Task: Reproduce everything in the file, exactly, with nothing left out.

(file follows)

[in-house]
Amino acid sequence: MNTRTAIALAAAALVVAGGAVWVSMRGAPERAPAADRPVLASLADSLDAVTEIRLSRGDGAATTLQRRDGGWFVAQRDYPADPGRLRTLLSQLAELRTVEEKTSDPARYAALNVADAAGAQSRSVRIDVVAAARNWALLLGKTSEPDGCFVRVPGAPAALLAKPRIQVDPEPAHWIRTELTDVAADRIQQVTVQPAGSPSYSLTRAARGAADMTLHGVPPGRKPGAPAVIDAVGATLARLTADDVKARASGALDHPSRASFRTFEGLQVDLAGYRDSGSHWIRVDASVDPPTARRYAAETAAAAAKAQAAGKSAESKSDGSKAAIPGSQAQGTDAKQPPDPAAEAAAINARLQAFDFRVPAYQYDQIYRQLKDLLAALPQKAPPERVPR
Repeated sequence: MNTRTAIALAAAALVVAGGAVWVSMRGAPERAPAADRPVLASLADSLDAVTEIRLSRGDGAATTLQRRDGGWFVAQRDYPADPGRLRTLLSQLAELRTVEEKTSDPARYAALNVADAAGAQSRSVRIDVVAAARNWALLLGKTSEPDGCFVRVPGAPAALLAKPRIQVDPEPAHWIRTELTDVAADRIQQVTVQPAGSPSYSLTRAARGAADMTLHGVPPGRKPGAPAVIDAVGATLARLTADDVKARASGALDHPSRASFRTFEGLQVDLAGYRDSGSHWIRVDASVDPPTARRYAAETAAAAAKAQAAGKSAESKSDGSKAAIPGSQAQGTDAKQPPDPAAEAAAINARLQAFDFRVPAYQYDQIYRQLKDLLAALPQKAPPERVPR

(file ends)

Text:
[in-house]
Amino acid sequence: MNTRTAIALAAAALVVAGGAVWVSMRGAPERAPAADRPVLASLADSLDAVTEIRLSRGDGAATTLQRRDGGWFVAQRDYPADPGRLRTLLSQLAELRTVEEKTSDPARYAALNVADAAGAQSRSVRIDVVAAARNWALLLGKTSEPDGCFVRVPGAPAALLAKPRIQVDPEPAHWIRTELTDVAADRIQQVTVQPAGSPSYSLTRAARGAADMTLHGVPPGRKPGAPAVIDAVGATLARLTADDVKARASGALDHPSRASFRTFEGLQVDLAGYRDSGSHWIRVDASVDPPTARRYAAETAAAAAKAQAAGKSAESKSDGSKAAIPGSQAQGTDAKQPPDPAAEAAAINARLQAFDFRVPAYQYDQIYRQLKDLLAALPQKAPPERVPR
Repeated sequence: MNTRTAIALAAAALVVAGGAVWVSMRGAPERAPAADRPVLASLADSLDAVTEIRLSRGDGAATTLQRRDGGWFVAQRDYPADPGRLRTLLSQLAELRTVEEKTSDPARYAALNVADAAGAQSRSVRIDVVAAARNWALLLGKTSEPDGCFVRVPGAPAALLAKPRIQVDPEPAHWIRTELTDVAADRIQQVTVQPAGSPSYSLTRAARGAADMTLHGVPPGRKPGAPAVIDAVGATLARLTADDVKARASGALDHPSRASFRTFEGLQVDLAGYRDSGSHWIRVDASVDPPTARRYAAETAAAAAKAQAAGKSAESKSDGSKAAIPGSQAQGTDAKQPPDPAAEAAAINARLQAFDFRVPAYQYDQIYRQLKDLLAALPQKAPPERVPR